Intermittent fasting has become so popular in recent years. As someone who's adopting a plant-based diet, you might have heard of it, know friends or family who do it or perhaps given it a try. As it centers on when you should and shouldn't eat, there are many ways to do it. However, the question is, are there any significant health benefits by doing intermittent fasting? Which kind of intermittent fasting is the best one? 


Types of Intermittent Fasting and its benefits 


Though fasting is often associated with spiritual meditation and discipline, the study proves that fasting has been linked with longevity and can help with weight loss, hypertension, diabetes, and many other diseases.(1) What can be confusing for many people, there are many kinds of fasting. For example, Ramadan fast, Daniel fast, watering fasting, intermittent fasting, and many more. 


But what is referred to as intermittent fasting? There are many intermittent fasting types; some of the most popular ones are alternate-day fasting, 5:2, and time-restricted feeding. 


1. Alternate Day Fasting 




The known protocol for alternate day fasting is that you eat only 25% of your total calorie intake on "fast days" and eat 125% of your total calories on "feast days." It is usually done every other day. So, one day being hungry, and the next day you can "feast" by eating 25% extra of your normal calorie intake. A study found a higher dropout rate on an alternate day fasting, about 38%, compared to a 29% drop out rate on daily caloric restriction group, who eat 75% of their normal caloric intake.(2)


Though the alternate-day fasting group lost 6% of their weight after six months doing it, compared to 5.3% of the daily caloric restriction group. In this 2017 study, they did not see any significant changes in LDL, triglycerides, and blood pressure. This finding has not found the same substantial effect as what researchers have found in rodents.


In rodents, alternate day fasting has "reduce total plasma cholesterol and triglyceride (TG) concentrations, reduce liver steatosis and inflammatory gene expression, and have beneficial effects on cancer risk factors, such as cell proliferation."(3)


2. 5:2 





Another kind of intermittent fasting is 5:2. A British journalist, Michael Mosley, first popularised it. You normally eat for five days a week, and then you fast for two days by only eating 500-600 calories. Michael Mosley himself experienced health benefits by doing this for 8-9 weeks. He lost 9 kg, "lost 11 inches [28cm] from around my waist, my cholesterol came down, I reversed my diabetes, and I stopped snoring."(4)


But the problem with the 5:2 fasting style is that often time is not sustainable. It can be an initial strategy for weight loss but not to adapt it for the rest of your life. And again, more research on humans is needed regarding the 5:2 fasting style. 


Precaution is needed with alternate-day fasting and 5:2. It is hard to be implemented or recommended for pregnant or breastfeeding women, diabetic patients, especially those using insulin, and those with a history of anorexia or bulimia. Consult with your doctor before trying these kinds of fasting, especially for those who already have health problems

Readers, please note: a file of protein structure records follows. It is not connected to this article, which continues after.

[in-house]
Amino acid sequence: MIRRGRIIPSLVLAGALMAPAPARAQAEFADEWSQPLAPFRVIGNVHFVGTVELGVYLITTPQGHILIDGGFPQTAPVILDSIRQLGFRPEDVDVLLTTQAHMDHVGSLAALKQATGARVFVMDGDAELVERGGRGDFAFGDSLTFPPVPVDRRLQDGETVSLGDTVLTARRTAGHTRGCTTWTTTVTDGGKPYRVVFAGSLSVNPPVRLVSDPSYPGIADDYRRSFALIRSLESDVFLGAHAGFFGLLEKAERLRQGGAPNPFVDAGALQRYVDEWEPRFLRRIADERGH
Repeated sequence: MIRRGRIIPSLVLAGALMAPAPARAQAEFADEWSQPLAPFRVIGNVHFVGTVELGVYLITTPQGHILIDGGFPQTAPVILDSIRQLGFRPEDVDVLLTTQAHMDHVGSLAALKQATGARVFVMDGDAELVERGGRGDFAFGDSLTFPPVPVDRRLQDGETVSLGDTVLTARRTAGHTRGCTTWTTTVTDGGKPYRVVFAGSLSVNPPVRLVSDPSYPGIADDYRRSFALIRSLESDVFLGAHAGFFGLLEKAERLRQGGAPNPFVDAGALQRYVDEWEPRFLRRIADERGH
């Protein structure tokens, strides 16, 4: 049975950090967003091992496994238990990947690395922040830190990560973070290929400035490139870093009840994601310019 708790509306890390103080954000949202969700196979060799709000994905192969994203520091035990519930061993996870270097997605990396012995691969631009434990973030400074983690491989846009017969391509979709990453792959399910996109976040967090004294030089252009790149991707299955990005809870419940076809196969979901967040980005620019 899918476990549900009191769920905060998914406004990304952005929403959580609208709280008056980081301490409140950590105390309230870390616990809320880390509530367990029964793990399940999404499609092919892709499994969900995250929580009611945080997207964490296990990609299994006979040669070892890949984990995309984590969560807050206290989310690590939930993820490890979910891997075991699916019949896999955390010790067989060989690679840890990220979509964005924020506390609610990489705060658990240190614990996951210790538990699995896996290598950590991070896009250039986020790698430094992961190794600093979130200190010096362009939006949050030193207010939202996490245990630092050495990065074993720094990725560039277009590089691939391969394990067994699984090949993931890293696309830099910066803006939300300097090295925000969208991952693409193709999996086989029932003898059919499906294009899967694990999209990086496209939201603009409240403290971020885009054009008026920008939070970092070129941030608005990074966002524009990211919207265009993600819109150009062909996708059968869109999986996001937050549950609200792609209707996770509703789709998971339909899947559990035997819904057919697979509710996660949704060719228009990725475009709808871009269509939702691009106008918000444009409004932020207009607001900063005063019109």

3. Time-Restricted Feeding




Time-restricted feeding is the last kind of intermittent fasting. It is a fasting kind that limits your eating time frame but not focusing on calorie reduction. There are several popular regimens: 16/8, 14/10, or 12/12. So 16/8 means you fast for 16 hours a day and eat in the time frame of 8 hours. For example, if you start eating breakfast at 8 AM, your last bite of the last meal is at 4 PM. For 14/10, you fast for 14 hours and eat only in a 10 hours time frame. 


If breakfast is at 8 AM, you should finish your last meal at 6 PM. And the same counting for 12/12. Time-restricted feeding seems to be more doable. Many do not think that they have to eat fewer calories, but they have to limit the time frame when they eat. Psychologically, this might work better for our mind than "eating less" and being hungry. You might think that the majority of people are already doing time-restricted feeding. A 2015 study found many people eat in the time frame >14 hours in a day. 


But then after "16 weeks assisted by a data visualisation", they experienced "reduced body weight, reported being energetic, and improved sleep."(5) A 2018 pilot study on 23 obese individuals, using 16/8 fasting for 12 weeks, experienced a 2.6% reduction in body weight and a significant blood pressure reduction. Although cholesterol, LDL, triglycerides were not different significantly.(6)


Unfortunately, many of the intermittent fasting research has been done on animals and not on humans.(7) Many positive benefits found in animals, like autophagy (repairing damaged cells and dysfunctions components), "improves glucose regulation, increases stress resistance, and suppresses inflammation."(8) In theory, humans can experience similar health benefits. 


Though all the health benefits are not crystal clear yet, time-restricted feeding can be a daily practice or lifestyle you adapt to prevent eating too many calories in a long time frame in a day. If practiced, it can prevent you from gaining weight in the long term. Sometimes, it can be overwhelming for overweight or obese individuals to dramatically change their diet into a vegan or plant-based diet. 


But, as they make continual progress for the diet change, they can start with time-restricted feeding. Both, when combined, can be a powerful tool for weight loss and weight management.